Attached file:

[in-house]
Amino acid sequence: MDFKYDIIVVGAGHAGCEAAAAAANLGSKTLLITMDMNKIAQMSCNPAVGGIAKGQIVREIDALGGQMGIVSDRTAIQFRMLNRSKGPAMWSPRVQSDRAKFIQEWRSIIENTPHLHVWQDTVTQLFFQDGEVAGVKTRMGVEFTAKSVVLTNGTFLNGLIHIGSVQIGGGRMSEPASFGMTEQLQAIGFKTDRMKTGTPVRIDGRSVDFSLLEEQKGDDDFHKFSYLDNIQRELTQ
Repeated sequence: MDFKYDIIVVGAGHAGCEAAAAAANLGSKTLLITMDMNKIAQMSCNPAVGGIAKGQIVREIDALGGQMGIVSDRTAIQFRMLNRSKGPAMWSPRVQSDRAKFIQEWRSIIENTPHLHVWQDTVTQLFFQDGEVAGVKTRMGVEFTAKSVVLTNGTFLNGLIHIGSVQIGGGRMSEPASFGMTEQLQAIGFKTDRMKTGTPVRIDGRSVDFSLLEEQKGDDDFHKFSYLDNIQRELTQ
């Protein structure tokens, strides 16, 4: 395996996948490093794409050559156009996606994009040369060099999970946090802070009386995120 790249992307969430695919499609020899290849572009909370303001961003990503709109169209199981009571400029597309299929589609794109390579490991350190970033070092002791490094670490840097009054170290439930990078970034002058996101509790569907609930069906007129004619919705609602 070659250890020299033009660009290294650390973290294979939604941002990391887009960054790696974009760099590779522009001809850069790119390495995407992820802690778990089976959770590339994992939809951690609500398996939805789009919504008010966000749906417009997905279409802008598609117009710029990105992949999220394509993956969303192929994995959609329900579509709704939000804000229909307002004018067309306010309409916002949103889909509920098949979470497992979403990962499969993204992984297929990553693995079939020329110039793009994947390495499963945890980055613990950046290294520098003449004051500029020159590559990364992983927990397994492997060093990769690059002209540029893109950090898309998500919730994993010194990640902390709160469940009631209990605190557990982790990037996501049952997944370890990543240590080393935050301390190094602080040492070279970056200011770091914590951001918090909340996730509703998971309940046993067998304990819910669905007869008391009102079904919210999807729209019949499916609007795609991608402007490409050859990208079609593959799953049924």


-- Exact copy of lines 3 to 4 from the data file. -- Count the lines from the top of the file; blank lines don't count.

Repeated sequence: MDFKYDIIVVGAGHAGCEAAAAAANLGSKTLLITMDMNKIAQMSCNPAVGGIAKGQIVREIDALGGQMGIVSDRTAIQFRMLNRSKGPAMWSPRVQSDRAKFIQEWRSIIENTPHLHVWQDTVTQLFFQDGEVAGVKTRMGVEFTAKSVVLTNGTFLNGLIHIGSVQIGGGRMSEPASFGMTEQLQAIGFKTDRMKTGTPVRIDGRSVDFSLLEEQKGDDDFHKFSYLDNIQRELTQ
């Protein structure tokens, strides 16, 4: 395996996948490093794409050559156009996606994009040369060099999970946090802070009386995120 790249992307969430695919499609020899290849572009909370303001961003990503709109169209199981009571400029597309299929589609794109390579490991350190970033070092002791490094670490840097009054170290439930990078970034002058996101509790569907609930069906007129004619919705609602 070659250890020299033009660009290294650390973290294979939604941002990391887009960054790696974009760099590779522009001809850069790119390495995407992820802690778990089976959770590339994992939809951690609500398996939805789009919504008010966000749906417009997905279409802008598609117009710029990105992949999220394509993956969303192929994995959609329900579509709704939000804000229909307002004018067309306010309409916002949103889909509920098949979470497992979403990962499969993204992984297929990553693995079939020329110039793009994947390495499963945890980055613990950046290294520098003449004051500029020159590559990364992983927990397994492997060093990769690059002209540029893109950090898309998500919730994993010194990640902390709160469940009631209990605190557990982790990037996501049952997944370890990543240590080393935050301390190094602080040492070279970056200011770091914590951001918090909340996730509703998971309940046993067998304990819910669905007869008391009102079904919210999807729209019949499916609007795609991608402007490409050859990208079609593959799953049924």